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    • "Foreplay"
      Ritter/Zamet, London
      November 28, 2003 - January 10, 2004

      Ellen Cantor, Gelatin, Candida Hofer, Oliver Lanz, Nate Lowman, Alex McQuilkin, Pierre Molinier, Moriceau + Mryzyk, Florian Pumhosl, Daniel Richter, Ugo Rondinone, Wolfgang Tilmans, Wilhelm von Gloeden, Tobias Z. (Gert and Uwe Tobias)
    • "Foreplay"
      Ritter/Zamet, London
      November 28, 2003 - January 10, 2004


      History of the SUV/No Blond Jokes, 2003
      Installation of synthetic polymer paint, bumper stickers, and pencil on canvas, printed paper, and ink transfer on canvas
      Dimensions variable
    • "2003 Summer Program"
      Organized by Katy Siegel, Mitchell Algus, Michele Maccarone
      Apexart, NYC
      June 15 - July 26, 2003

      John Dogg, Kaz Oshiro, Robert Cuoghi, Nate Lowman

      Michele Maccarone on Robert Cuoghi and Nate Lowman

      
Robert Cuoghi's art practice addresses cultural and social estrangement. In his self-imposed outsider position, Cuoghi's marginalization is extreme. He grew his fingernails into elongated spirals that negated his ability to function normally. He wore glasses that inverted everything he saw, rendering him unable to make sense of the visual world. He gained weight, dyed his hair white and dressed in his father's clothes; even more, he studied his father and learned his gestures and habits in order to take on this new persona. This performance became a daily practice, a living sculpture with no commodified art product except for some scant documentation, such as the odd photo. It exists primarily as a story passed by word of mouth. Cuoghi claims no space with his performances. He demands nothing of his audience as he proceeds with his artwork alone every moment of every day, prematurely aged, uncomfortably overweight—an extreme endurance test.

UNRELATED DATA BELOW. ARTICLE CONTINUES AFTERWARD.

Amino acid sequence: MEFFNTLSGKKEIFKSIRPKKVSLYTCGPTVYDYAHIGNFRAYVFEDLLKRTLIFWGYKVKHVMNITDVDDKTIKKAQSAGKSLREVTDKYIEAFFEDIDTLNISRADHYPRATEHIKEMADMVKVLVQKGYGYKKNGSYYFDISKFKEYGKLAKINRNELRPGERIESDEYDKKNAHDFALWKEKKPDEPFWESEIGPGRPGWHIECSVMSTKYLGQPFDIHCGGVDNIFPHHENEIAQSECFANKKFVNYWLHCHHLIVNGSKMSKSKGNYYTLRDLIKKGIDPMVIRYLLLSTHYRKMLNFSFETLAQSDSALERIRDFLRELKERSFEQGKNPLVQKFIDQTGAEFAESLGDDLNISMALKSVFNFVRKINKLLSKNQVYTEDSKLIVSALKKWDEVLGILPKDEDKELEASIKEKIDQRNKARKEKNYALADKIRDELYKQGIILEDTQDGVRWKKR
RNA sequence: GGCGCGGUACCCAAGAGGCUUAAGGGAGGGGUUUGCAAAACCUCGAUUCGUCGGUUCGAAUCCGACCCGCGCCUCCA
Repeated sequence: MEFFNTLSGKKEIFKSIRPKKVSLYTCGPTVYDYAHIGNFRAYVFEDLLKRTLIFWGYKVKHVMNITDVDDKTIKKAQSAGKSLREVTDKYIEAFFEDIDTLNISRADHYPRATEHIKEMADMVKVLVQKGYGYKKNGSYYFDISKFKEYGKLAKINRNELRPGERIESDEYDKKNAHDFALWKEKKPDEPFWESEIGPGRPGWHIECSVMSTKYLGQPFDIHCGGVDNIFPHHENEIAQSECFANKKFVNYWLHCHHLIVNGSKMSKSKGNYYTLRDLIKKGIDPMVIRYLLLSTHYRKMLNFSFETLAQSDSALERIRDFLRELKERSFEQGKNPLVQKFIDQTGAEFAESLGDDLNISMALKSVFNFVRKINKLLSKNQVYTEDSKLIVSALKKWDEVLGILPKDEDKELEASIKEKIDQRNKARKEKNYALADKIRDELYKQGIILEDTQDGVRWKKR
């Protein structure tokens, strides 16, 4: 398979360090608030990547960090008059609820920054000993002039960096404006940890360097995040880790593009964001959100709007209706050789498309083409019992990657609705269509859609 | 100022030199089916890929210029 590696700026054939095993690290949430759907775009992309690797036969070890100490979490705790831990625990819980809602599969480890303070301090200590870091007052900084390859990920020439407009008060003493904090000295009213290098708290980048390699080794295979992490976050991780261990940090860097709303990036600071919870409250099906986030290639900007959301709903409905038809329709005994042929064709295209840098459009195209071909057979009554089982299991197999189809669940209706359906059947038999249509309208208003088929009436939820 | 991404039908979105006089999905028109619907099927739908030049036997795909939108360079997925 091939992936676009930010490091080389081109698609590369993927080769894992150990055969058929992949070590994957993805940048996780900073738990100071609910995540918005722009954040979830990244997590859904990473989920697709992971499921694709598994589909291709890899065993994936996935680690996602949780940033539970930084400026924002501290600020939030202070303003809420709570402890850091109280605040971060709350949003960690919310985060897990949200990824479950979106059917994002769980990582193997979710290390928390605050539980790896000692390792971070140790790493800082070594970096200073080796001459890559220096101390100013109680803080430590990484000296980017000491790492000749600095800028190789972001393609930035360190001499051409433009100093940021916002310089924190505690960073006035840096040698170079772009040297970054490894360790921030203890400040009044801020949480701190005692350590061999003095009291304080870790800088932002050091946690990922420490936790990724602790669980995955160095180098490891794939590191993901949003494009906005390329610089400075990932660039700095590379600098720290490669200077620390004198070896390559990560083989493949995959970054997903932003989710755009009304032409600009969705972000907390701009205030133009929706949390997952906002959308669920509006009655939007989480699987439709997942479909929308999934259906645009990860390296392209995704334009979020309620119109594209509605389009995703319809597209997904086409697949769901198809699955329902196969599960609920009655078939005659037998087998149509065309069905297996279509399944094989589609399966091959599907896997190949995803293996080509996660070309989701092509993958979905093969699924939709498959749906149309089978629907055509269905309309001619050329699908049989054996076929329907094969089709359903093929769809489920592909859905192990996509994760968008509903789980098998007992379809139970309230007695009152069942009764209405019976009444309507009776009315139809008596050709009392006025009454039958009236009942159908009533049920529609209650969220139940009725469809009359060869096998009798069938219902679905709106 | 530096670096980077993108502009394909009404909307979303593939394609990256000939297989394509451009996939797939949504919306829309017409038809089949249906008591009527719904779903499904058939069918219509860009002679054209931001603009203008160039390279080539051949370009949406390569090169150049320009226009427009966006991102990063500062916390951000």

During this period, Cuoghi made Goodgriefies, an animated video. At the very beginning of the video, he appears as a pastische of himself and his father, as an old man in a grey suit wearing round spectacles. The video itself explores the complications of generational identity and relationship through the medium of familiar cartoon characters. Characters appropriated from Loony Tunes, Scooby Doo, The Flinstones, and Peanuts are montaged and combined with those from more contemporary series such as The Simpsons, Beavis and Butthead, and South Park. Just as Cuoghi has intensified his genetic relationship to his father by collapsing the temporal space between them, Goodgriefies takes figures like Charlie Brown and Bart Simpson, one the child of the other, and forces them to co-exist as peers, at the same moment in time.

      The father also plays a central role in the work of Nate Lowman. Inspired by his own father, who wears a beard, Lowman has been collecting images of men masked by facial hair: Jim Morrison, Jerry Garcia, Tom Cruise, John Walker Lindh, and Ted Kaczynski, among others. He fastidiously collages, appropriates, paints, photographs, and arranges these found and created images in a constantly growing and fluctuating project. The giant wall installation is heavily loaded with social and generational iconography of madness, rebellion, politics, and violence. Lowman himself is a second—or is it third? fourth?—generation appropriation artist, building on the work of artists like Andy Warhol, Richard Prince, and Chivas Clem that take media images and re-evaluate them.